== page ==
Original Title: Night of the Lepus

Country: United States

Director: William F. Claxton

Release: 1972

Genre: Sci-Fi

IMDb | Rotten Tomatoes

After the killing of the coyotes and the escape of a group of domestic rabbits, a rabbit plague outbreak in a farm region, damaging the livelihood of the farmers.

In the attempt of solving the problem without using poison, a couple of scientists (Stuart Whitman and Janet Leigh) make things worse.

Night of the Lepus

When I watched this movie for the first time, I already had the idea of having someplace to review movies, and while watching, I knew I would have to review it someday. Well, I’m happy to say, the day has arrived.

Night Of The Lepus [Blu-ray]

With a stared cast of two Oscar Nominees in Janet Leigh and Stuart Whitman, and also DeForest Kelley, the actor famous for his role as Leonard McCoy in the early Star Trek, the movie is absolutely in the category “so bad, it’s good”.

Gerry (Janet Leigh)

The filmmaker (and YouTuber) Darious Britt made a video about the importance of studying bad movies for those with the ambition of becoming filmmakers or those seeking to improve in this art.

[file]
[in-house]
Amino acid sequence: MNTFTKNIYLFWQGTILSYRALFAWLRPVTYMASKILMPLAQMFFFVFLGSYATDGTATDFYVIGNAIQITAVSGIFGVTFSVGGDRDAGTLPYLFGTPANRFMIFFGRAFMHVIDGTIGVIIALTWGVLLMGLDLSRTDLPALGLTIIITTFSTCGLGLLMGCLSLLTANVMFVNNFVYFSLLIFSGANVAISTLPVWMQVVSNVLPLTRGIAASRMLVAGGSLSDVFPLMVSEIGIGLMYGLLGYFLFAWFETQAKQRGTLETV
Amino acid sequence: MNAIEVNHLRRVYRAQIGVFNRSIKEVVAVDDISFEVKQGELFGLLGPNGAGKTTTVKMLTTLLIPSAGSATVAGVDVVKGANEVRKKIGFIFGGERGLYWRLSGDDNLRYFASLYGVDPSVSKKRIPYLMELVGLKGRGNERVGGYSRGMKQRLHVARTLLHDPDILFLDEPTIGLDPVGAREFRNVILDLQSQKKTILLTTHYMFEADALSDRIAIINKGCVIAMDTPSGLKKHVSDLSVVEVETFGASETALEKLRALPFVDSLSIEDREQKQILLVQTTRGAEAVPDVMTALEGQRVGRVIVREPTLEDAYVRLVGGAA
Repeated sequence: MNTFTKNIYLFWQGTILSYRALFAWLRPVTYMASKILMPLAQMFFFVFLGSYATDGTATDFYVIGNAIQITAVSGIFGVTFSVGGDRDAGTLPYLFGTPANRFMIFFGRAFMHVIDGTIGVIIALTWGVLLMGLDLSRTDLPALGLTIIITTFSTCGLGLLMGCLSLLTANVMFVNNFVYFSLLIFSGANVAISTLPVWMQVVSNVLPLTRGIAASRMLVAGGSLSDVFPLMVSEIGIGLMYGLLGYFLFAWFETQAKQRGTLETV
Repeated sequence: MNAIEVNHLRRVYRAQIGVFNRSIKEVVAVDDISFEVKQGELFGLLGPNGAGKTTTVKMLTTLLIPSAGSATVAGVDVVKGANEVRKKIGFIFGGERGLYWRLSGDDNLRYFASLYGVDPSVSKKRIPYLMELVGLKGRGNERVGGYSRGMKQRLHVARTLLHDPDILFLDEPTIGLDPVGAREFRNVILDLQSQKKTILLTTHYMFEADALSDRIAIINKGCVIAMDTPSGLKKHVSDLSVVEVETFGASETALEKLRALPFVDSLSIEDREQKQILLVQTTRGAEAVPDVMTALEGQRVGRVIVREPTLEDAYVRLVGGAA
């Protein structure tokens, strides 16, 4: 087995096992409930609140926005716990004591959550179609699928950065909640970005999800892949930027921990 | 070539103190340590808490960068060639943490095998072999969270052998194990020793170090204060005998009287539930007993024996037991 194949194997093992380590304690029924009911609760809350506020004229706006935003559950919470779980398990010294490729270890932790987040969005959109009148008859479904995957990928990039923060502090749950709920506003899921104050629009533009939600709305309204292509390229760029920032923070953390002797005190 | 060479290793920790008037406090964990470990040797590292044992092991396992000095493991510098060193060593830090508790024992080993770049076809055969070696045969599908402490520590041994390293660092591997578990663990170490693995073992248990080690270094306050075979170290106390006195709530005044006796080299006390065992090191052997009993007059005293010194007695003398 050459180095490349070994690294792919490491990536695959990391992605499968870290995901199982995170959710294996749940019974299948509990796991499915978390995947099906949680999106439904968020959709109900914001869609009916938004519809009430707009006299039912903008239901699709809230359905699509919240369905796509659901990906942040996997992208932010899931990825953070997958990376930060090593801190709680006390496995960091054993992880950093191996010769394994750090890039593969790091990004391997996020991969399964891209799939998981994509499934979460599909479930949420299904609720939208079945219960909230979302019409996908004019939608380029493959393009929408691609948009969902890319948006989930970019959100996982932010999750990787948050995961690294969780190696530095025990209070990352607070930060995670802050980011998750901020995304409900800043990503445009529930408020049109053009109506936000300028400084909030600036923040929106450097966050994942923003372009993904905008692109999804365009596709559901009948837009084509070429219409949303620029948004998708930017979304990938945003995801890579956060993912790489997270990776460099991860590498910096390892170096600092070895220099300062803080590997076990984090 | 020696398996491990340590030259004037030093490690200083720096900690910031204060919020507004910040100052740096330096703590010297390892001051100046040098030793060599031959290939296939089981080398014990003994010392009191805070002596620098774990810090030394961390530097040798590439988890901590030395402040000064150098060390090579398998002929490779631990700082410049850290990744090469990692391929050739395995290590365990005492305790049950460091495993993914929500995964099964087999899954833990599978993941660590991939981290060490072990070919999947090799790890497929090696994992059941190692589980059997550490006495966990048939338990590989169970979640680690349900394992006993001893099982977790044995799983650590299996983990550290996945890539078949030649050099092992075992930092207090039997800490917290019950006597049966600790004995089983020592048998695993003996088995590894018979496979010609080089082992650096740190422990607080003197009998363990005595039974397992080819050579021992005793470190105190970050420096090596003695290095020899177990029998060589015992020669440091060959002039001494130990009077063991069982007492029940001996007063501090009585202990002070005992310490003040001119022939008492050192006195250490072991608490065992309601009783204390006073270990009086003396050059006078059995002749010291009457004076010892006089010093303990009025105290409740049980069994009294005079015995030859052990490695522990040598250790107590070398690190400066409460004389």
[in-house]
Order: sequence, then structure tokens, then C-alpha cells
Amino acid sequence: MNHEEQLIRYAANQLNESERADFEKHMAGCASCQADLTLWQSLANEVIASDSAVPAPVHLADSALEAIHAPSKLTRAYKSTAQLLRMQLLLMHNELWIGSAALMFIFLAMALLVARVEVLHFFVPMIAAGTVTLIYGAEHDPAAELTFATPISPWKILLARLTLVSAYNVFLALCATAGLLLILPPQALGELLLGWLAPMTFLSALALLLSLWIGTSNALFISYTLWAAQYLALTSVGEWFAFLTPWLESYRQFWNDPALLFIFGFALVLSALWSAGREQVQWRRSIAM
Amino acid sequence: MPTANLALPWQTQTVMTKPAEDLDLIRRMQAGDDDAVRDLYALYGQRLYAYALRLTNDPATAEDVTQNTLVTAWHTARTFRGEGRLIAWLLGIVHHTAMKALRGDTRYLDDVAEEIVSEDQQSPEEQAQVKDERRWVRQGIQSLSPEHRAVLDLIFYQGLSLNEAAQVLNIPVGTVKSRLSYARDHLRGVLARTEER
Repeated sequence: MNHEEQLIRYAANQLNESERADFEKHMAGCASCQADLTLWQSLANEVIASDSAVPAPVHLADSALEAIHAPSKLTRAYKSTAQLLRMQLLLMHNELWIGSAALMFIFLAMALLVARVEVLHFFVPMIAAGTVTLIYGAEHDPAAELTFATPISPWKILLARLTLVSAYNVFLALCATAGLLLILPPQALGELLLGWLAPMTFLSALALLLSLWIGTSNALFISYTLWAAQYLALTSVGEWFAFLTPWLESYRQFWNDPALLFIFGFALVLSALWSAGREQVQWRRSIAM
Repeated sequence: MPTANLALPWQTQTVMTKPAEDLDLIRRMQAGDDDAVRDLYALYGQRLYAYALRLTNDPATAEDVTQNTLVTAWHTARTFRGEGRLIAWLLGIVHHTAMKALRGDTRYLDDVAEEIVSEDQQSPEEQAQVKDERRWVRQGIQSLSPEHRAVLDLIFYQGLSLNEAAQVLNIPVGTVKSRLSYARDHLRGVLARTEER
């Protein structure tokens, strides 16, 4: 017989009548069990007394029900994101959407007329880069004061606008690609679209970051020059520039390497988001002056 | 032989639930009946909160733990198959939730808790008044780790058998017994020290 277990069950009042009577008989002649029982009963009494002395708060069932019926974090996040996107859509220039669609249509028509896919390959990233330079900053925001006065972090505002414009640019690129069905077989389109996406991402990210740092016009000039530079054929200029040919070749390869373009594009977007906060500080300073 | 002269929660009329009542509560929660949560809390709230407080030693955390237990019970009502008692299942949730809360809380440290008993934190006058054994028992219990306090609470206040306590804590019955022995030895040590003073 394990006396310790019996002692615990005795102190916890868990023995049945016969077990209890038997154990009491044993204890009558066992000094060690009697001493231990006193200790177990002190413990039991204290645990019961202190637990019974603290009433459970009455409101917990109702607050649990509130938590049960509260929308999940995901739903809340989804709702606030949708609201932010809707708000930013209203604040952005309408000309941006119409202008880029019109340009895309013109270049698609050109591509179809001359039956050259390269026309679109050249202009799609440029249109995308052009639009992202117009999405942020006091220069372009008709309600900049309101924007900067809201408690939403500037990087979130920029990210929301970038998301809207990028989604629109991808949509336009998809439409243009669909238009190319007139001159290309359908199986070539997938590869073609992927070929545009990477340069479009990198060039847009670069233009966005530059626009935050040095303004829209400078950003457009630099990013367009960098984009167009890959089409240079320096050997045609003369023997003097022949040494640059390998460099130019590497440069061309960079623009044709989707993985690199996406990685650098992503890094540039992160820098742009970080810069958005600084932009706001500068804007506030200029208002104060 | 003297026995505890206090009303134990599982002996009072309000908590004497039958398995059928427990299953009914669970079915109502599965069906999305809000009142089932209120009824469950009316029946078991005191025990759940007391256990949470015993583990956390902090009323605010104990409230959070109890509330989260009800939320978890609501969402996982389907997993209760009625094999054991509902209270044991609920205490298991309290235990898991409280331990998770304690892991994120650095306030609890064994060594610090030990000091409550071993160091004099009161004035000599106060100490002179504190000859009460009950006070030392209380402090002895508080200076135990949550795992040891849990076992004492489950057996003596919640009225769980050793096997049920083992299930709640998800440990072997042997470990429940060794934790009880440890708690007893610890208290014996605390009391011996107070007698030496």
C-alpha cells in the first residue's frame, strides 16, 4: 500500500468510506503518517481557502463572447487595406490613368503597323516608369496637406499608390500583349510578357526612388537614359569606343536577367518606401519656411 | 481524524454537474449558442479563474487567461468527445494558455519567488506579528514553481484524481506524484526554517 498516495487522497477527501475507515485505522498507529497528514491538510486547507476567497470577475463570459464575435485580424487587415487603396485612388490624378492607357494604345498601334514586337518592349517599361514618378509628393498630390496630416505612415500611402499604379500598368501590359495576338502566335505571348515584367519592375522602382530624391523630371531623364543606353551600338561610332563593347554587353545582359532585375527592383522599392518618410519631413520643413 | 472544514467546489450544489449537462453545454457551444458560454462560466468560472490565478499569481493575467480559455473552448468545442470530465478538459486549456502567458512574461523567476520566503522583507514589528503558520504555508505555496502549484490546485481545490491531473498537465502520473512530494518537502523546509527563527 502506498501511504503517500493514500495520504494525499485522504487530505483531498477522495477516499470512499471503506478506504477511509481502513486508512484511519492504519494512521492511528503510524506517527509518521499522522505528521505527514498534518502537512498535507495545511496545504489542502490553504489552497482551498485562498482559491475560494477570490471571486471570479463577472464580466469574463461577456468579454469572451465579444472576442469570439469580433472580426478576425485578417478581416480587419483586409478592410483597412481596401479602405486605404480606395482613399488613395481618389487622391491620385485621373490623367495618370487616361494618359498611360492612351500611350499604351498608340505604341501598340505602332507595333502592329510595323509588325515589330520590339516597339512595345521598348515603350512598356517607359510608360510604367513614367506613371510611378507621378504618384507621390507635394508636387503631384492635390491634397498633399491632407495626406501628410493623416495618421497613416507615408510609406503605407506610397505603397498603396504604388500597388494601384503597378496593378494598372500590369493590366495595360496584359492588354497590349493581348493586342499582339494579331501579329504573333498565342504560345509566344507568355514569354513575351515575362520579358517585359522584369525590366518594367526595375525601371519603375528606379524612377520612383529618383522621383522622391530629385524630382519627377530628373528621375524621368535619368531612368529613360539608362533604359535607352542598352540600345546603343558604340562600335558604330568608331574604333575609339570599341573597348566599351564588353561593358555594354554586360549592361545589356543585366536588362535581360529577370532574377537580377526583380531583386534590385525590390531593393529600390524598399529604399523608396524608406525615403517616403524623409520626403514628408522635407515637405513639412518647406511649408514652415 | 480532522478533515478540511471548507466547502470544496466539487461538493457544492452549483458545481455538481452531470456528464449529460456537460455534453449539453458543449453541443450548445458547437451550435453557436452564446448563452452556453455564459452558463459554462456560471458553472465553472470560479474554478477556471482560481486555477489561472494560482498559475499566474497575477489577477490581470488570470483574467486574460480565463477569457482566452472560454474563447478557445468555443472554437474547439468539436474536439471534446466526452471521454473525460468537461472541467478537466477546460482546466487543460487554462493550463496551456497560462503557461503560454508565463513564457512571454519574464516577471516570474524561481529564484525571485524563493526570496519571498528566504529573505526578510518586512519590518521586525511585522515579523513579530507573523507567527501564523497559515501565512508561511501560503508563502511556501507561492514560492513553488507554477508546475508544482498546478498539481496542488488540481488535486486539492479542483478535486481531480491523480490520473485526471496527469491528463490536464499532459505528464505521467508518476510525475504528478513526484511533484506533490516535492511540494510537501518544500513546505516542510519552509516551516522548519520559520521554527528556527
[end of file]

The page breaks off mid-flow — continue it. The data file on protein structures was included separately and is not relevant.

One of his points is exactly the reason why I wanted to review this movie. It’s really fun to watch an awful movie like “Night of the Lepus” if you are in the right mood for it.

Gerry Bennett (Janet Leigh) and Roy Bennett (Stuart Whitman) are a couple of scientists with a little daughter, Amanda (Melanie Fullerton), who inadvertently causes the major problem.

The Family; Amanda, Gerry and Roy

Attempting to end the rabbit plague, Roy and Gerry come up with the idea of injecting hormones in some rabbits and releasing them back to nature, this would affect their breeding, decreasing the number of offspring.

During the test phase, the couple injects a substance known for cause birth defects in one of the rabbits. The injected rabbit was Amanda’s favorite, so the girl swap it for another one, a clean one.

The injected rabbit become Amanda’s pet and, of course, she loses it. The rabbit goes into nature, infecting other rabbits with the substance.

Roy (Stuart Whitman)

Unfortunately for everyone, the substance makes the rabbit grow a lot, so now, instead of a common rabbit plague, they have a plague of gigantic rabbits in their hands.

From then on, we have a lot of rabbits with ketchup on their faces, walking in obvious miniature sets and even men in rabbit costume attacking people. It’s amazing, in an accidentally funny way, of course.


If I had to choose between watching either “Night of the Lepus” or “The Mechanism” for one more time, I choose “Night of the Lepus” without thinking twice. At least it’s about giant rabbits, not poorly telling a real story.

With exception of the acting, everything is bad. The acting is decent, but is not crazy good either, because even with the extremely competent cast, they don’t have a good material to work with.

I love this kind of bizarreness, you’ll have to pretend it’s actually a comedy, but I highly recommend the watch.

Elgin Clark (DeForest Kelley)

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